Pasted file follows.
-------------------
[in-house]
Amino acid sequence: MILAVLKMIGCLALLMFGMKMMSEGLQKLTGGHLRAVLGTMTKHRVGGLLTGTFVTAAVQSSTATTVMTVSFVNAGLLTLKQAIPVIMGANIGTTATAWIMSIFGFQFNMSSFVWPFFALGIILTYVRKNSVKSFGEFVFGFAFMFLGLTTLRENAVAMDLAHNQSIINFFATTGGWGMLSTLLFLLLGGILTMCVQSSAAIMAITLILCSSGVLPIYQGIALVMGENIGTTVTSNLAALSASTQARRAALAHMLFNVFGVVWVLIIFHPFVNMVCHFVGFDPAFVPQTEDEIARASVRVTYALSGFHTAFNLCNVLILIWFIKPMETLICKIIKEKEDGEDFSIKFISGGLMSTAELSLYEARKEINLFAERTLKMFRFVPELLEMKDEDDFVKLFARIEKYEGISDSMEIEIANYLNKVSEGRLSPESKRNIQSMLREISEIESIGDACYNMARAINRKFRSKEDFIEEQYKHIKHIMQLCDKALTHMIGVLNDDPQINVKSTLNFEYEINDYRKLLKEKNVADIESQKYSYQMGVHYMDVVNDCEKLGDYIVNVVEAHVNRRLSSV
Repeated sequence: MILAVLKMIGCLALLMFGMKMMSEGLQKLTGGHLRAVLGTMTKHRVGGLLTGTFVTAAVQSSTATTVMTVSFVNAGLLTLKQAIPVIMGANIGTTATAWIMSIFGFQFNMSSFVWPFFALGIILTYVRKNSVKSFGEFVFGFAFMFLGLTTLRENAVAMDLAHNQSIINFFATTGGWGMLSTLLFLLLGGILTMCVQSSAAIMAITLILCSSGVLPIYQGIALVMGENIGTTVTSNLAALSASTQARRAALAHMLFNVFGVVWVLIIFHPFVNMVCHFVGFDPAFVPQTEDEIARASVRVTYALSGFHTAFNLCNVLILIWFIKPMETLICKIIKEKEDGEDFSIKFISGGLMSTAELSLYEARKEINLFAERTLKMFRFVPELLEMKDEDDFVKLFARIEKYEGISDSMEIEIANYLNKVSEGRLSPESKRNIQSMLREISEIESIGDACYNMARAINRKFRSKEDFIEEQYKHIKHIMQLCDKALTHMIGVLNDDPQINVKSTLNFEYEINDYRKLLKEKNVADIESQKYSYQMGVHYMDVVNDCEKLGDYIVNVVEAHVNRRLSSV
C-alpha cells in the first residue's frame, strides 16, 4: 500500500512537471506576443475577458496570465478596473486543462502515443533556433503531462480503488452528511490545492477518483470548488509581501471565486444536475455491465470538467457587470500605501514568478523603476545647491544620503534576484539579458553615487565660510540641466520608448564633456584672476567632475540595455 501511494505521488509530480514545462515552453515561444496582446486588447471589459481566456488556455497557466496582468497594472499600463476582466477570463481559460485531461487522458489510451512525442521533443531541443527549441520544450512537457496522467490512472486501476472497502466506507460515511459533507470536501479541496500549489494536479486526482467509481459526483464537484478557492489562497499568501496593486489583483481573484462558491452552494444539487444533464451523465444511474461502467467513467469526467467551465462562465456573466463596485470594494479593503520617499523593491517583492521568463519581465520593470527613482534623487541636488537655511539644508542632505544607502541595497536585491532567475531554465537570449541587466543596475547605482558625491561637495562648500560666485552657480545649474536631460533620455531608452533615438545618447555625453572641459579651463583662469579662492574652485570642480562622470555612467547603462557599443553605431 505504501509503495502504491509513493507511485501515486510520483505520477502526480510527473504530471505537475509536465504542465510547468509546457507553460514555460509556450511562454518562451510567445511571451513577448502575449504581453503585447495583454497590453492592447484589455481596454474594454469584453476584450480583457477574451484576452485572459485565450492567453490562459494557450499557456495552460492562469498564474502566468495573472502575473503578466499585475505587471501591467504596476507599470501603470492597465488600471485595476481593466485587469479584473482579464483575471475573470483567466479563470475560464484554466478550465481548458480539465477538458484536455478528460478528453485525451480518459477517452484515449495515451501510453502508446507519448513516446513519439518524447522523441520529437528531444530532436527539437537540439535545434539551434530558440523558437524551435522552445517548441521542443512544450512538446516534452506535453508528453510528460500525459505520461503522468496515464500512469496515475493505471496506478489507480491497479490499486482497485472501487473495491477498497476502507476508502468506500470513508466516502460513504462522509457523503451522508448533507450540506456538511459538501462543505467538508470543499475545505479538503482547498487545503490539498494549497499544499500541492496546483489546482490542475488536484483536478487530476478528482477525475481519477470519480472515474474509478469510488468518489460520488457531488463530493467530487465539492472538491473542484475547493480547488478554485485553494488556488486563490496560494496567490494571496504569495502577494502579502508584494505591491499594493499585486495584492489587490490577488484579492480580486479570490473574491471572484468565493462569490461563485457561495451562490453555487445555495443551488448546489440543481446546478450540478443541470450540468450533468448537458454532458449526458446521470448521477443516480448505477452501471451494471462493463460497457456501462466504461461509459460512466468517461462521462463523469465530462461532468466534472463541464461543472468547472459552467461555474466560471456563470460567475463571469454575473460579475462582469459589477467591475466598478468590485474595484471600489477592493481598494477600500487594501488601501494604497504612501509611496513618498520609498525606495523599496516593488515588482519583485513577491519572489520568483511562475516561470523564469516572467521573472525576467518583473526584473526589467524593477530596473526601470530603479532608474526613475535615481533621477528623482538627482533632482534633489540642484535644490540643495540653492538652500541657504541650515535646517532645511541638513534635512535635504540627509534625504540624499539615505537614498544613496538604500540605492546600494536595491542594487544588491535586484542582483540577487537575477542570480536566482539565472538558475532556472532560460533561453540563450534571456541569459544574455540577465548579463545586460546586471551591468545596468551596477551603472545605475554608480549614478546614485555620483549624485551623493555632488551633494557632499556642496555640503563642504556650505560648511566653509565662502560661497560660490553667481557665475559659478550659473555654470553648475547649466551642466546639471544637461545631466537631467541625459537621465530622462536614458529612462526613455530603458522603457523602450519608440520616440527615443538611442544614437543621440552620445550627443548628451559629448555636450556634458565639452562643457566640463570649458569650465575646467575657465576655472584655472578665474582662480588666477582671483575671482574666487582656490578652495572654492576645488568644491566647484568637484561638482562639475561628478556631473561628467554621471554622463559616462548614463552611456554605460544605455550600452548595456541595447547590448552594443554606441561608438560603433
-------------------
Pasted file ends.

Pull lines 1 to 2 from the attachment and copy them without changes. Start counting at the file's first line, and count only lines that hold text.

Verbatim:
[in-house]
Amino acid sequence: MILAVLKMIGCLALLMFGMKMMSEGLQKLTGGHLRAVLGTMTKHRVGGLLTGTFVTAAVQSSTATTVMTVSFVNAGLLTLKQAIPVIMGANIGTTATAWIMSIFGFQFNMSSFVWPFFALGIILTYVRKNSVKSFGEFVFGFAFMFLGLTTLRENAVAMDLAHNQSIINFFATTGGWGMLSTLLFLLLGGILTMCVQSSAAIMAITLILCSSGVLPIYQGIALVMGENIGTTVTSNLAALSASTQARRAALAHMLFNVFGVVWVLIIFHPFVNMVCHFVGFDPAFVPQTEDEIARASVRVTYALSGFHTAFNLCNVLILIWFIKPMETLICKIIKEKEDGEDFSIKFISGGLMSTAELSLYEARKEINLFAERTLKMFRFVPELLEMKDEDDFVKLFARIEKYEGISDSMEIEIANYLNKVSEGRLSPESKRNIQSMLREISEIESIGDACYNMARAINRKFRSKEDFIEEQYKHIKHIMQLCDKALTHMIGVLNDDPQINVKSTLNFEYEINDYRKLLKEKNVADIESQKYSYQMGVHYMDVVNDCEKLGDYIVNVVEAHVNRRLSSV